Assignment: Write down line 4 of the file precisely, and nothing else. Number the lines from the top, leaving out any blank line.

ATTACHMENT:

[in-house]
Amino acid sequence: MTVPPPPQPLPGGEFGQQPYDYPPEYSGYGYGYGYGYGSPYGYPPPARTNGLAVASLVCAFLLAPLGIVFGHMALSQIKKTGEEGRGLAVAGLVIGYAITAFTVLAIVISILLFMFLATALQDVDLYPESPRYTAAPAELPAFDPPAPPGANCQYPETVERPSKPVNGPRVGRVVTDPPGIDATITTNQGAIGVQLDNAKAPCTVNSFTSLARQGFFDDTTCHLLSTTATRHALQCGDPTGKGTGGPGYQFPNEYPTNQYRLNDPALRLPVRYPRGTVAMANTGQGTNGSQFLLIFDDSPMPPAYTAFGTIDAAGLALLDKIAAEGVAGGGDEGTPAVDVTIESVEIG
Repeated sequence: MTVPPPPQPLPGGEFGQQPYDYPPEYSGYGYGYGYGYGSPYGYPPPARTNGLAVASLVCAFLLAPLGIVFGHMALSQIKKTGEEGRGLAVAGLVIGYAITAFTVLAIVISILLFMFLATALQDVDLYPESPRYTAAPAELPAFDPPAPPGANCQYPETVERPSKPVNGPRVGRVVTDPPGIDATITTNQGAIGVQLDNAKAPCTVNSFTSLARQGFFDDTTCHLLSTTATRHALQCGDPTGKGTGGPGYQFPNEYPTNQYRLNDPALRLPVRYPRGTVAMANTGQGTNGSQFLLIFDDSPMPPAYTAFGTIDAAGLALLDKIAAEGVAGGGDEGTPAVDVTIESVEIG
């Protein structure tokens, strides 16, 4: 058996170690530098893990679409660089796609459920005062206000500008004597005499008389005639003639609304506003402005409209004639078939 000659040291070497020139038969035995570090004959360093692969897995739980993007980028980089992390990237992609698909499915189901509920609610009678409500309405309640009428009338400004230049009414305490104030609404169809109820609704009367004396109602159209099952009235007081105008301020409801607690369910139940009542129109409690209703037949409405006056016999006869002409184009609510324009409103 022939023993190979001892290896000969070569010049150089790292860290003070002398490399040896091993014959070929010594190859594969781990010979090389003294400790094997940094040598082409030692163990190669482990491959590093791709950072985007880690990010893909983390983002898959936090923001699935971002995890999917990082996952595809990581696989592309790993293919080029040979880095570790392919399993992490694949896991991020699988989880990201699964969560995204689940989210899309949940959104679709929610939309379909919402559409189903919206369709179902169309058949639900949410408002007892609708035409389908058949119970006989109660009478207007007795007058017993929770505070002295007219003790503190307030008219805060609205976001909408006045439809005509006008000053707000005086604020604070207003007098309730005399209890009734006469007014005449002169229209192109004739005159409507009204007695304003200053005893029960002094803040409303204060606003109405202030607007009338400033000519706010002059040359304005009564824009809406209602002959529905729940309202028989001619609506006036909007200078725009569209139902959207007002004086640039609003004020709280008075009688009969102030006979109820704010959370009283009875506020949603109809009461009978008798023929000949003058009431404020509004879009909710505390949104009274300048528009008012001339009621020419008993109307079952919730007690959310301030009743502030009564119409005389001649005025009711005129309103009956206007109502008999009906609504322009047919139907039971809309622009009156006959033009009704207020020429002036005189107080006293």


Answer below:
């Protein structure tokens, strides 16, 4: 058996170690530098893990679409660089796609459920005062206000500008004597005499008389005639003639609304506003402005409209004639078939 000659040291070497020139038969035995570090004959360093692969897995739980993007980028980089992390990237992609698909499915189901509920609610009678409500309405309640009428009338400004230049009414305490104030609404169809109820609704009367004396109602159209099952009235007081105008301020409801607690369910139940009542129109409690209703037949409405006056016999006869002409184009609510324009409103 022939023993190979001892290896000969070569010049150089790292860290003070002398490399040896091993014959070929010594190859594969781990010979090389003294400790094997940094040598082409030692163990190669482990491959590093791709950072985007880690990010893909983390983002898959936090923001699935971002995890999917990082996952595809990581696989592309790993293919080029040979880095570790392919399993992490694949896991991020699988989880990201699964969560995204689940989210899309949940959104679709929610939309379909919402559409189903919206369709179902169309058949639900949410408002007892609708035409389908058949119970006989109660009478207007007795007058017993929770505070002295007219003790503190307030008219805060609205976001909408006045439809005509006008000053707000005086604020604070207003007098309730005399209890009734006469007014005449002169229209192109004739005159409507009204007695304003200053005893029960002094803040409303204060606003109405202030607007009338400033000519706010002059040359304005009564824009809406209602002959529905729940309202028989001619609506006036909007200078725009569209139902959207007002004086640039609003004020709280008075009688009969102030006979109820704010959370009283009875506020949603109809009461009978008798023929000949003058009431404020509004879009909710505390949104009274300048528009008012001339009621020419008993109307079952919730007690959310301030009743502030009564119409005389001649005025009711005129309103009956206007109502008999009906609504322009047919139907039971809309622009009156006959033009009704207020020429002036005189107080006293």